Dear Claire,

In a post last week, I described wondering if I was working hard at the wrong thing. Several students were comfortable solving one-step equations like this.

"Subtract one on both sides, then divide by 3."

“Subtract one on both sides, then divide by 3.”

They were less confident, but able to solve, problems like these.

"Add five to both sides and divide by.... minus two."

“Add five to both sides and divide by…. minus two.”


"I minused three on both sides, then I used a calculator."

“I minused three on both sides, then I used a calculator.”

But their methods would prove too weak by the time we got here:

"I got stuck. I don't get fractions."

“I got stuck. I don’t get fractions.”

Claire, it would have been easy to praise their standard-algorithm style on Monday and Tuesday, then give them another standard algorithm on Friday.

Soon, math class is a tool box with a bunch of tools, but students are unable to match the tool to the function.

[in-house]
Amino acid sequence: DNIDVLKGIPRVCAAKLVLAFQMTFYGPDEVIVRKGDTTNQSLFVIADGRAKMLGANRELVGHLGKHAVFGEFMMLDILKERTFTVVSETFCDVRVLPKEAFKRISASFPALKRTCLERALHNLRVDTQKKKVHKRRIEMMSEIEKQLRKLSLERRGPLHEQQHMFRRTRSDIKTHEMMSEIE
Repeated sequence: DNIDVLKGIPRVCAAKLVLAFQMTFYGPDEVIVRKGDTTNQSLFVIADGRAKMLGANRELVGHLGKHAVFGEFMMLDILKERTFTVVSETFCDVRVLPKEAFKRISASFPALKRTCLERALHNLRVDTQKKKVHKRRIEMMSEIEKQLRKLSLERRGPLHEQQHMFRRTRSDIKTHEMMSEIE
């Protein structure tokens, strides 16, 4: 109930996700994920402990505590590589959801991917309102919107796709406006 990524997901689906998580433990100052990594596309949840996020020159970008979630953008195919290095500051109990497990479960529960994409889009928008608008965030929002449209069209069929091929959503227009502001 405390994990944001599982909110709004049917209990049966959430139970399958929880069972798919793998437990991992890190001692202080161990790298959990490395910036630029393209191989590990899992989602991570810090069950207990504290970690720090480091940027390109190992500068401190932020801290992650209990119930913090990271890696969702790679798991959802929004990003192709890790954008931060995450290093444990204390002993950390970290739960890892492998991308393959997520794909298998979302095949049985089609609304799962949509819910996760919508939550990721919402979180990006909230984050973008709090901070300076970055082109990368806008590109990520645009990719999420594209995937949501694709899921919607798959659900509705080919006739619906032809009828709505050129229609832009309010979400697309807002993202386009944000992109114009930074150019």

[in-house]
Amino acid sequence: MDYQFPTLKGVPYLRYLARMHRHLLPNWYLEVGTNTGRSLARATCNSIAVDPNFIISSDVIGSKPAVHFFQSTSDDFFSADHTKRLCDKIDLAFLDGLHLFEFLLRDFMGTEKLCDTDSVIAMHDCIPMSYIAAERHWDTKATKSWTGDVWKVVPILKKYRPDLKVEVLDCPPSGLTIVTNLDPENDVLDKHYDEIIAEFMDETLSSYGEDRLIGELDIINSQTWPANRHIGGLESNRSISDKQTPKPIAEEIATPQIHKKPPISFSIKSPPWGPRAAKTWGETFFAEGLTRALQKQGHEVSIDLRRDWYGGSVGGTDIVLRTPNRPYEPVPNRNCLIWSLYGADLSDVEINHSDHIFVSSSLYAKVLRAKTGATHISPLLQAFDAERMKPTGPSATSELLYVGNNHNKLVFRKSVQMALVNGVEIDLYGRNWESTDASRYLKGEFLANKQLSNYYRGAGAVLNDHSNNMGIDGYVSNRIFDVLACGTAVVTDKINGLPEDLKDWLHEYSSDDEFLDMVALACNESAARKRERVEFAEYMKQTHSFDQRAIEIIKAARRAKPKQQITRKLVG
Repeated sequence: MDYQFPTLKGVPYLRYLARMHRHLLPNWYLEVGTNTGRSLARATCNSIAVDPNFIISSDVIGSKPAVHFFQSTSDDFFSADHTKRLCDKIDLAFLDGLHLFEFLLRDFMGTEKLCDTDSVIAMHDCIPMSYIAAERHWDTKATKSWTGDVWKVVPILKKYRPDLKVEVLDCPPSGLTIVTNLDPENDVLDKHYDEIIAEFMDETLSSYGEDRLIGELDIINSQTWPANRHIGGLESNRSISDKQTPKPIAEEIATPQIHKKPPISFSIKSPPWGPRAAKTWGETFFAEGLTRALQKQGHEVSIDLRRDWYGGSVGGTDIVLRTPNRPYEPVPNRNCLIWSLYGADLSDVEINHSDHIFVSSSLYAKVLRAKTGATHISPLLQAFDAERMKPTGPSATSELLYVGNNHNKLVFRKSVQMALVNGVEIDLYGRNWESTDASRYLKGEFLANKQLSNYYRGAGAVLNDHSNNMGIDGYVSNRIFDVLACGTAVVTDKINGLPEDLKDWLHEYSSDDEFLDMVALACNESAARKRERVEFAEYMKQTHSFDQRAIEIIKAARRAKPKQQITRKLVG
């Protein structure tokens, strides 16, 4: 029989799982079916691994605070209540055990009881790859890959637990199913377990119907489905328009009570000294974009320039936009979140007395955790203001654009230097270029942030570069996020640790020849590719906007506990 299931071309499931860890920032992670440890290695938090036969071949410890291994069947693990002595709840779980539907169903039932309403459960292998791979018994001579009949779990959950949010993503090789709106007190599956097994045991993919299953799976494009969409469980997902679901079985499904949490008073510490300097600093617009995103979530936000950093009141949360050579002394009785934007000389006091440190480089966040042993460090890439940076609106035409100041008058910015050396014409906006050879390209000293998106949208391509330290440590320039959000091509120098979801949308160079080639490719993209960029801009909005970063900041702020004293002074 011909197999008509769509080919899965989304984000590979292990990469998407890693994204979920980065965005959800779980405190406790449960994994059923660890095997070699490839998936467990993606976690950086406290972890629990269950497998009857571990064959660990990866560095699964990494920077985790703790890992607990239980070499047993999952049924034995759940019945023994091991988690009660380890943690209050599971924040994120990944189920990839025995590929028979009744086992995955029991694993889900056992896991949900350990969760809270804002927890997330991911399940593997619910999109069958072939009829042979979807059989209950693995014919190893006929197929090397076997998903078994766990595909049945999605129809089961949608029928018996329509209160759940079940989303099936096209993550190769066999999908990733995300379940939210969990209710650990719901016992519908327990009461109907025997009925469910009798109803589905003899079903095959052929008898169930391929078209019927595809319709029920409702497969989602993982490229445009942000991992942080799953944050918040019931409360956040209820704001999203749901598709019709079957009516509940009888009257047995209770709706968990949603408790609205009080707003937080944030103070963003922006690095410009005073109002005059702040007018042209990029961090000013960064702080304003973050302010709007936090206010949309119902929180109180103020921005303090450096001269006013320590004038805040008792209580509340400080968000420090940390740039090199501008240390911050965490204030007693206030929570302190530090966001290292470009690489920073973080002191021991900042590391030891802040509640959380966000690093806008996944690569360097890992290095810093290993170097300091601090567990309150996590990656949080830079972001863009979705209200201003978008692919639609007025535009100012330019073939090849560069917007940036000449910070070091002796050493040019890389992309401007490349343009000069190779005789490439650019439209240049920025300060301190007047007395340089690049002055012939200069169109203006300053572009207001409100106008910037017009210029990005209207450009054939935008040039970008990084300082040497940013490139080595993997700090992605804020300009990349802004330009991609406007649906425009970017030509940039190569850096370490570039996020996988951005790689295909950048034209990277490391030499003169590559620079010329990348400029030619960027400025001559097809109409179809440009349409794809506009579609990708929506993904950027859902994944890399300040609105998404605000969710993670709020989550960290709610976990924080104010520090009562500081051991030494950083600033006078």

For most students, it’s just a big box of metal.

image: teresaphillips1965

image: teresaphillips1965

Instead, I wanted them to see why we solve equations the way we do, and Double Clothesline seemed to provide method to the madness.

Naturally, students who had been praised for their use of the standard algorithm were hesitant.

  • I don’t get this way.
  • Do I have to draw the number lines?
  • I like the other way.

The Desmos Activity on Thursday seemed to make some more connections. Some students blew through it quickly, but the questions they asked betrayed the appeal of a formula or rule in math class.

Then on Friday (with no devices, #RealTeacherProbs), I used Desmos Activity Builder to structure the lesson (pulling down those equations as PNG from Google Draw).

Fractions double clothesline 1

“Look, class. Two thirds of x is six. There are two chunks between two-thirds x and zero. How wide is each chunk? Yes, so one-third of x is three, where does x go?”

Fractions double clothesline 2

“If one-fourth of x is 12, where is x?”

Fractions double clothesline 3

“Give me a number, just call it out. [Listens for a number divisible by 3.] Okay, I heard nine, so three-sevenths of x is 9. Talk to your neighbor, where does x go?”

Claire, hopefully you see what I’m trying to do here. Offering a visual cue for equations with fractions. The language that students used to describe their work went like this:

I can see that each of the three chunks takes up three on the number line, so one seventh is three. Then I multiplied that by seven to get 21.

Fabulous. Now, when I show them this:


It makes sense.

I consider it a good day when the standard algorithm makes students say out loud, “Oh! That’s way less work.”

~Matt “Yes, it is. And now you know why.” Vaudrey